How to Pick the Right Brow Product for Every Concern

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This article first appeared in the Summer 2020 issue of New Beauty. Click here to subscribe

Pencils, pomades, powders, oh my! Not sure which product type will make your brows look their best? Here are the top tips from the pros.

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Pencils

What they are: “Pencils typically comprise pigment, wax and oils,” says Tim Quinn, Armani Beauty celebrity face designer. “Pigment for color depth; wax to bind and make application easier; and glycerin and dimethicone for skin conditioning.”

What they’re best for: Shaping, defining the arch and filling in sparse areas

Expert tip: Quinn suggests using the pencil to map out your shape. “Align the pencil from your mid-nostril to find your inner corner, just to the outside of your pupil to find your arch, and the outer corner of your eye to find where your brow should end. Then lightly fill in and comb through.”

One to try: Armani Beauty Smooth Silk Eyebrow Pencil ($30)

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Pomades

What they are: “Full-pigment, waterproof creams that are most often packaged in a pot and best applied with an angled brush,” says Anastasia Soare, founder of Anastasia Beverly Hills.

What they’re best for: Sculpting, darkening and disguising sparse areas— they’re also great for those with oily skin or anyone living in a humid climate who might benefit from a sweatproof option.

Expert tip: “Mix a small amount of pomade on the cap very well, almost like you’re cleaning your brush,” says Soare. “Start at the arch and work toward the tail, drawing in ‘hair.’ Apply the last bit of product on the brush to the center of your brows with less pressure—this area should be lighter than the arch and tail, like natural brows.”

One to try: Anastasia Beverly Hills DIPBROW Pomade ($21)

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Powders

What they are: These come in many different textures and pigment levels. “Usually, powders with a finer mill have a higher saturation of pigment and are easily buildable, whereas grittier powders tend to be much lower in pigment and don’t lend themselves to easily building color,” says Jared Bailey, global brow expert for Benefit Cosmetics. “Finer-milled powders also allow you to use thinner brushes, which can create more detail in the brow.”

What they’re best for: Those with fine brow hair who want to add a soft wash of color for a natural look.

Expert tip: “I like to apply them with a small applicator so you can ruffle the powder underneath the brow hair and straight onto the skin,” says Bailey. “This ensures the pigment lasts all day, as it adheres to oils in the skin.”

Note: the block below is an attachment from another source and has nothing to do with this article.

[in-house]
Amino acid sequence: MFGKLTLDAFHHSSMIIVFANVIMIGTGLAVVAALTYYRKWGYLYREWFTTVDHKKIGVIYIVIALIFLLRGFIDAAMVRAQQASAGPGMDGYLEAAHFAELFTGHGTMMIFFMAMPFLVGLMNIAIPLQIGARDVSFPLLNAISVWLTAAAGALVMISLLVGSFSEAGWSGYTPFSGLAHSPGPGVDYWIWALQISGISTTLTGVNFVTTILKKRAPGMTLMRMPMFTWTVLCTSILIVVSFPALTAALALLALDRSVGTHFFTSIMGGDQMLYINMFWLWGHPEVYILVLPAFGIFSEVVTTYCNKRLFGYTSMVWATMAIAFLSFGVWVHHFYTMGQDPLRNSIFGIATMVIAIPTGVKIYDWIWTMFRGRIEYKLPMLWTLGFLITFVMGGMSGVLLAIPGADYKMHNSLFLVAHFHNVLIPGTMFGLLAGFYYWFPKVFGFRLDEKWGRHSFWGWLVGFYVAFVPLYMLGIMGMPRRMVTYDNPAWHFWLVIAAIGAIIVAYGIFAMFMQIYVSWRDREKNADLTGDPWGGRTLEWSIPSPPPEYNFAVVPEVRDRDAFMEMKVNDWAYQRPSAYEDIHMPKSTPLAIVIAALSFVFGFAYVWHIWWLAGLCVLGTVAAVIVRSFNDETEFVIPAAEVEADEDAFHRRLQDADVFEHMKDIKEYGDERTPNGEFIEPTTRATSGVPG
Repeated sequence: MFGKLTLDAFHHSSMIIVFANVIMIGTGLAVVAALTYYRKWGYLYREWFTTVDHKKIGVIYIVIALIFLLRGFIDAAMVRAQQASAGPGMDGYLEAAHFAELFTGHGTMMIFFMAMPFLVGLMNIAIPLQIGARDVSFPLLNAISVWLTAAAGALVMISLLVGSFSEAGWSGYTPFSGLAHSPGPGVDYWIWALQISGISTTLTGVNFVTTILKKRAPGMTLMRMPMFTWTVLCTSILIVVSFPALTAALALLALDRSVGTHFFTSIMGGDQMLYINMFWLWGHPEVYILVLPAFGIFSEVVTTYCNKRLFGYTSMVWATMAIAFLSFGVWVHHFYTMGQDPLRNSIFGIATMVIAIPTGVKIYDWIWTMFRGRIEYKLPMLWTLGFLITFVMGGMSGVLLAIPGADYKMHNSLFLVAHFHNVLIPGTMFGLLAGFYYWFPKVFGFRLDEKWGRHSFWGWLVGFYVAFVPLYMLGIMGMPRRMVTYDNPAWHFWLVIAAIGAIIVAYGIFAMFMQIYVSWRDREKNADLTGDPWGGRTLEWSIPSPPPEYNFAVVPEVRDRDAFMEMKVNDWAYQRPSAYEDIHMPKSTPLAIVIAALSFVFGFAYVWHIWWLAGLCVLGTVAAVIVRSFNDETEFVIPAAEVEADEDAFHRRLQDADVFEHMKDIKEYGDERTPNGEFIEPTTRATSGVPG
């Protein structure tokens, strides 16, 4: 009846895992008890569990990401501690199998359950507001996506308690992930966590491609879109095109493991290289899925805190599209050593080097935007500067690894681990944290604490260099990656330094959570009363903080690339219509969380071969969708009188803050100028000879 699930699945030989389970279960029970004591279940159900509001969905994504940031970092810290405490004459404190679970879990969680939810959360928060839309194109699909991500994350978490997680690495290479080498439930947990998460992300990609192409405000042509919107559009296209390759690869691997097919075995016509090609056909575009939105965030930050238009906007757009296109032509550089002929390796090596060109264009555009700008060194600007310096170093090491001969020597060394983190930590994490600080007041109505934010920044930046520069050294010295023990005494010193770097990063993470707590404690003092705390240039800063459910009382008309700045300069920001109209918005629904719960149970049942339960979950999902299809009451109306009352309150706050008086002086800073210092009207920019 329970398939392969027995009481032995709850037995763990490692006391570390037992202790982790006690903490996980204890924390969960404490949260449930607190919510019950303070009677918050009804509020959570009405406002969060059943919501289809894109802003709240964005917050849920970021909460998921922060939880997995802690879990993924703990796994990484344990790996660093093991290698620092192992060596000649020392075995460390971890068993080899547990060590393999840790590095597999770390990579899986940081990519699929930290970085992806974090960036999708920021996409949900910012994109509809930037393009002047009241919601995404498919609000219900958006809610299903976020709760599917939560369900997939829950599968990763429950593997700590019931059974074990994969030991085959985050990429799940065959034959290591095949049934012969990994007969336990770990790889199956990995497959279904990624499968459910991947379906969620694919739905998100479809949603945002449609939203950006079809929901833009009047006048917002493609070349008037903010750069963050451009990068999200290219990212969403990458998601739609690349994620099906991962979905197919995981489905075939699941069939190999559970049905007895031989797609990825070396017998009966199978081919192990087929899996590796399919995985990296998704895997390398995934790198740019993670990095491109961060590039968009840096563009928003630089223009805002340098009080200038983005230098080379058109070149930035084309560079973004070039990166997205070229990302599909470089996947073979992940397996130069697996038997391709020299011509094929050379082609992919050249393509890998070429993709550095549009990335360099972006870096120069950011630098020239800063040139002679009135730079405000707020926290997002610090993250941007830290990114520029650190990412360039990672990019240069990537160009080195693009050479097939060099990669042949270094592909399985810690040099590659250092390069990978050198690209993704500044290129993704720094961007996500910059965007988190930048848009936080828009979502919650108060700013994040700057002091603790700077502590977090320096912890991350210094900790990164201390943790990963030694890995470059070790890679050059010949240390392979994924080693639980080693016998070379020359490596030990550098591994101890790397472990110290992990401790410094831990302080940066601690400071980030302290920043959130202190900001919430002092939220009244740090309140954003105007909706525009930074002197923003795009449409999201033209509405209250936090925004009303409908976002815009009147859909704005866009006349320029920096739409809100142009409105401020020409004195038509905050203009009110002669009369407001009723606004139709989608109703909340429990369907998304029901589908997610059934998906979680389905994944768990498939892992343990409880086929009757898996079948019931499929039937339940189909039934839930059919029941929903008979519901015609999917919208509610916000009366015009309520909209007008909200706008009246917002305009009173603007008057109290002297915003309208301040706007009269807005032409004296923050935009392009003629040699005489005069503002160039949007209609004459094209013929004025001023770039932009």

One to try: Benefit Cosmetics Foolproof Brow Powder ($24)

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Micro Pencils

What they are: According to Quinn, micro pencils—the tip is shorter and thinner than regular brow pencils, allowing for more precision and control— have emerged as a DIY technique to mimic the look of microblading.

What they’re best for: “Micro-fine points allow the user to sketch in individual ‘hairs’ where they’re needed,” says Quinn.

Expert tip: If you have dark hair, choose pencils that are one shade lighter than your natural brow color, and if your hair is light, go one shade darker. However, blonds often have a tricky time finding the right hue, so if this is the case, Soare suggests using your skin’s undertone as a guide. “’Taupe’ brow products usually have cool/ash undertones, while ‘Blond’ ones are more warm/golden.”

One to try: Arches & Halos Micro Defining Brow Pencil ($13)

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Tinted Gels

What they are: These are lightweight formulas—many have a mousse-like texture— that look like mascara, but with a smaller brush. They’re often called “brow mascaras,” and they produce a full, fluffy look.

What they’re best for: “These add natural-looking dimension and color to existing brow hair while providing flexible hold,” Soare says. They’re also very user-friendly and easy to apply on the go or in a hurry.

Expert tip: “Brush the product through your brows in short, upward strokes,” Soare says. “It can be used on its own or layered over other products.”

One to try: Milk Makeup KUSH Fiber Brow Gel ($20)

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Markers

What they are: Similar to fine-tipped markers made for writing, these products typically have a long-wearing, ink-like finish, and vary in opacity and viscosity.

What they’re best for: Bailey says they’re generally best-suited for those with sparse or thin brows who want to create the illusion of natural brow hair without the commitment of microblading (much like the effect of micro pencils, but with a different texture). “If you want a more natural look, I would choose a brow marker that has enough opacity to still see a hint of skin when applied, and a matte finish,” Bailey explains. “If the marker is more viscous (watery), it is better for creating wispy, feathery strokes. If it’s less-viscous (drier), it’s better for creating brows with lots of structure and definition.”

Expert tip: “Brow markers should be used with a light hand to create fine, hair-like strokes,” says Bailey. Using heavier pressure may result in the brows looking too dark or “drawn on.”

One to try: Stila Stay All Day Waterproof Brow Color ($21)

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Arch Support

Modern eyebrow makeup lets us create arches where there aren’t really any—whether we overpluck, take a certain medication or experience thinning with age—but a fluffy, natural look usually requires more hair. To give barely there brows a youthful boost, swipe clear, peptide-rich Revitabrow Advanced Eyebrow Conditioner & Serum ($110) onto clean brows each night before bed.

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